Did Specter's political problems doom card check?

Facing a primary challenge, the Pennsylvania senator says he won't vote for cloture for EFCA, a measure the GOP vehemently opposes.

Published March 24, 2009 7:20PM (EDT)

The Employee Free Choice Act, organized labor's biggest legislative priority this year, may be dead on arrival. Republicans hate the bill, and have promised a filibuster in the Senate, so for it to pass Democrats have to hold all their members -- no guarantee -- and pick up a couple votes from across the aisle.  Sen. Arlen Specter, R-Pa., seemed the likeliest to flip and support cloture, as he voted in favor in 2007. This time around, however, he's voting against, and that decision probably means the legislation is doomed.

Specter, who confirmed his intentions Tuesday afternoon, had a host of poltical factors to consider regarding this vote. He's always been unpopular with conservatives, but his vote in favor of the stimulus package rekindled their anger, and pushed it to new heights. Now, he's likely to face a rematch in the Republican primary against former Rep. Pat Toomey, who came close to unseating him in 2004. Pro-EFCA labor groups like the AFL-CIO promised Specter that they'd support his reelection campaign if he'd vote for the bill, but that apparently was not enough to sway him.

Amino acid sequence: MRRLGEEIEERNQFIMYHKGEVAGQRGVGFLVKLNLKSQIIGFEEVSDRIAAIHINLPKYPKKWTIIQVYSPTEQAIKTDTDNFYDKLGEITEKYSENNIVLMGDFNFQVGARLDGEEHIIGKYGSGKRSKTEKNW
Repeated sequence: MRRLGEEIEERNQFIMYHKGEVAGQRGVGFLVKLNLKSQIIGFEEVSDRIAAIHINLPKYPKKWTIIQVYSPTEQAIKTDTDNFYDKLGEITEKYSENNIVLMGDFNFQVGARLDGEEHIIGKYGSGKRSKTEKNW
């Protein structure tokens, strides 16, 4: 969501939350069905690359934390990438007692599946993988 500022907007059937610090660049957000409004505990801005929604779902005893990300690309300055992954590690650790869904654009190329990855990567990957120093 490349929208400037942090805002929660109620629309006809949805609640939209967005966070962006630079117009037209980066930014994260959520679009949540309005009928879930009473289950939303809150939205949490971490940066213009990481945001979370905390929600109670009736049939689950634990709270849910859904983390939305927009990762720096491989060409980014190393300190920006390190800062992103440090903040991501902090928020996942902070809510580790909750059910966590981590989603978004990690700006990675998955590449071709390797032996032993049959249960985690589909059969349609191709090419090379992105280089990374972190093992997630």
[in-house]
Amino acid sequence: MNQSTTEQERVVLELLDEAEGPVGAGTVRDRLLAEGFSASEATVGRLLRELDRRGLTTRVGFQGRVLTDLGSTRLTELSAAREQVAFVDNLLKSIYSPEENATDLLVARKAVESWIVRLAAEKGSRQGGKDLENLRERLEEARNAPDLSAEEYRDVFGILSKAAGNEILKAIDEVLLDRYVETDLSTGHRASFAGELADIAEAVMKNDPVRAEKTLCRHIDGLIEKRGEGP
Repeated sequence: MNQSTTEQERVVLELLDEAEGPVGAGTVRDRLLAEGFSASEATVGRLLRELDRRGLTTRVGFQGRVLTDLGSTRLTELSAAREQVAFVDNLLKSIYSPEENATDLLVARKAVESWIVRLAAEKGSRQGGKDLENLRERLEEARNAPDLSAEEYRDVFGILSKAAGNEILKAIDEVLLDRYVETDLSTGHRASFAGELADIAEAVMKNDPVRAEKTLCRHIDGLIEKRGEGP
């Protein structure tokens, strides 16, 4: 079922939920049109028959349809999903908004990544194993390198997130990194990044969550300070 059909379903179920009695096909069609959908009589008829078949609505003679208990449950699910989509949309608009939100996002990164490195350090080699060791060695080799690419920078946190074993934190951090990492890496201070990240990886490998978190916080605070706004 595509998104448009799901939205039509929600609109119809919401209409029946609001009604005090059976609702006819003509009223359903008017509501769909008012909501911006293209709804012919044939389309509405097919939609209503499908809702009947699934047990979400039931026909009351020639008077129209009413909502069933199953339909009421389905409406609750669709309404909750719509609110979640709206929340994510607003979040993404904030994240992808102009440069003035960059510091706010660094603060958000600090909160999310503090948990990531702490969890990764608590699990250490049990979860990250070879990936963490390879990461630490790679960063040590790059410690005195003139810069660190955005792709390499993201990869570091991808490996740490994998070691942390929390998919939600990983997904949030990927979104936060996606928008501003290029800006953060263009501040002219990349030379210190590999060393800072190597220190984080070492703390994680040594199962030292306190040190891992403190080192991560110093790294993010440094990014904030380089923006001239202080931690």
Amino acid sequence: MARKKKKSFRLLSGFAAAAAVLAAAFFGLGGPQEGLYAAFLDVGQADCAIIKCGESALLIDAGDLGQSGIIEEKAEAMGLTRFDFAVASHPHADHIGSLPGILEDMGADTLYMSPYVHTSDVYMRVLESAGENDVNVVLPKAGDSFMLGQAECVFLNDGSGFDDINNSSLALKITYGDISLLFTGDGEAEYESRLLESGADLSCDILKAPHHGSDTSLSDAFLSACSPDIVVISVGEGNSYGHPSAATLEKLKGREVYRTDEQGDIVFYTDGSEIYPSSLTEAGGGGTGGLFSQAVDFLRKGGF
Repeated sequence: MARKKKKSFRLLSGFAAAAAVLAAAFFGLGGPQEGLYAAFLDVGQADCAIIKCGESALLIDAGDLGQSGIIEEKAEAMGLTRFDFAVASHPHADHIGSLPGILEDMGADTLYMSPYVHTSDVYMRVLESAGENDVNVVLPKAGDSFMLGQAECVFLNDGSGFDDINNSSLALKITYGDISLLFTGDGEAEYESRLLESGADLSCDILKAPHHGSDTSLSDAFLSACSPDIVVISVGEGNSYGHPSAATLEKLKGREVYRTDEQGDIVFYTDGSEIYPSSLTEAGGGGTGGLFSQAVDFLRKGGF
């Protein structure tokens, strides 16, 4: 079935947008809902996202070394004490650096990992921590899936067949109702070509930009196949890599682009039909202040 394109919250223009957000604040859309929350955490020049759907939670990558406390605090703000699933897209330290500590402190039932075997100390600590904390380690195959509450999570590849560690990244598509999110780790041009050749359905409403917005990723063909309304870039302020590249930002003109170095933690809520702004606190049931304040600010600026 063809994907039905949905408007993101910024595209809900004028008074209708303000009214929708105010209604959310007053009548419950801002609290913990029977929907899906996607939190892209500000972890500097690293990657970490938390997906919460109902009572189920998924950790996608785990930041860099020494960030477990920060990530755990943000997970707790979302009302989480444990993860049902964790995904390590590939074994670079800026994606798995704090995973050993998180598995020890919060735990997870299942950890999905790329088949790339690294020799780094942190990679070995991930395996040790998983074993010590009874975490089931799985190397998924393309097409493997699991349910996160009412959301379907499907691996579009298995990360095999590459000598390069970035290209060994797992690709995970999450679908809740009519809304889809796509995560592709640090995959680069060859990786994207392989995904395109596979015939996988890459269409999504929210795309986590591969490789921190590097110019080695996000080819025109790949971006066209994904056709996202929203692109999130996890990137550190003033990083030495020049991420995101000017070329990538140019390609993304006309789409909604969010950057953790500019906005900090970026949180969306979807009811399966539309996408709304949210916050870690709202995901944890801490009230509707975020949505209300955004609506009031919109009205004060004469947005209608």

That union backing could have been influential, and certainly it would have been very helpful in a general election, where it might have discouraged Democrats from mounting a serious challenge. But there were good reasons for Specter to decide against accepting it.

Pennsylvania doesn't allow candidates to run in a primary and then run as an Independent in the general, so if Specter did lose to Toomey, he couldn't have followed Connecticut Sen. Joe Lieberman's example and continued his fight. Plus, Pennsylvania holds a closed primary, meaning only registered Republicans can vote in it; that puts a moderate like Specter at a disadvantage against a more conservative candidate. He had reportedly made some effort towards opening the primary up, but his proposal wasn't greeted with much enthusiasm. That leaves him stuck with the Republican primary, where the AFL-CIO is really capable only of helping his political career into an early grave.

By Alex Koppelman

Alex Koppelman is a staff writer for Salon.

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Arlen Specter D-pa.